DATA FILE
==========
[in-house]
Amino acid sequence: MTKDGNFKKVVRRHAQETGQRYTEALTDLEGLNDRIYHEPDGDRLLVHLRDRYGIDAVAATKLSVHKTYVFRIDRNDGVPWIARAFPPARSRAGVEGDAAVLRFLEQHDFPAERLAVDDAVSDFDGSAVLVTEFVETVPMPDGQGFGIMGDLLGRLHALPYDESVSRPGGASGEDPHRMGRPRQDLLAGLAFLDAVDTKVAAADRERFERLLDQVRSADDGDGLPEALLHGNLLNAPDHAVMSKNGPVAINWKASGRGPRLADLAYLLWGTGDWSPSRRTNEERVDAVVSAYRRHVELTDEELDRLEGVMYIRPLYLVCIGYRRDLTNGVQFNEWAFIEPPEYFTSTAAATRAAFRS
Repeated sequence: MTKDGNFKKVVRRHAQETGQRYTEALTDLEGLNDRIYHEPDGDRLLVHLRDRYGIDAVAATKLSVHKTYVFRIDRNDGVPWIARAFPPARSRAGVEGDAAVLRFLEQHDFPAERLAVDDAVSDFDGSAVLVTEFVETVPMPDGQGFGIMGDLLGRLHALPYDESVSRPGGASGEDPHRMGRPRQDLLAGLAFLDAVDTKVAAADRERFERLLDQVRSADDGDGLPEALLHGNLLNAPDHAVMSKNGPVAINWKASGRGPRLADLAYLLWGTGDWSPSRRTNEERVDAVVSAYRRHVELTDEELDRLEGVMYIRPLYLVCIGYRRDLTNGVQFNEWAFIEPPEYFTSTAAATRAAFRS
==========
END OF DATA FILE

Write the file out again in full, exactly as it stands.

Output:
[in-house]
Amino acid sequence: MTKDGNFKKVVRRHAQETGQRYTEALTDLEGLNDRIYHEPDGDRLLVHLRDRYGIDAVAATKLSVHKTYVFRIDRNDGVPWIARAFPPARSRAGVEGDAAVLRFLEQHDFPAERLAVDDAVSDFDGSAVLVTEFVETVPMPDGQGFGIMGDLLGRLHALPYDESVSRPGGASGEDPHRMGRPRQDLLAGLAFLDAVDTKVAAADRERFERLLDQVRSADDGDGLPEALLHGNLLNAPDHAVMSKNGPVAINWKASGRGPRLADLAYLLWGTGDWSPSRRTNEERVDAVVSAYRRHVELTDEELDRLEGVMYIRPLYLVCIGYRRDLTNGVQFNEWAFIEPPEYFTSTAAATRAAFRS
Repeated sequence: MTKDGNFKKVVRRHAQETGQRYTEALTDLEGLNDRIYHEPDGDRLLVHLRDRYGIDAVAATKLSVHKTYVFRIDRNDGVPWIARAFPPARSRAGVEGDAAVLRFLEQHDFPAERLAVDDAVSDFDGSAVLVTEFVETVPMPDGQGFGIMGDLLGRLHALPYDESVSRPGGASGEDPHRMGRPRQDLLAGLAFLDAVDTKVAAADRERFERLLDQVRSADDGDGLPEALLHGNLLNAPDHAVMSKNGPVAINWKASGRGPRLADLAYLLWGTGDWSPSRRTNEERVDAVVSAYRRHVELTDEELDRLEGVMYIRPLYLVCIGYRRDLTNGVQFNEWAFIEPPEYFTSTAAATRAAFRS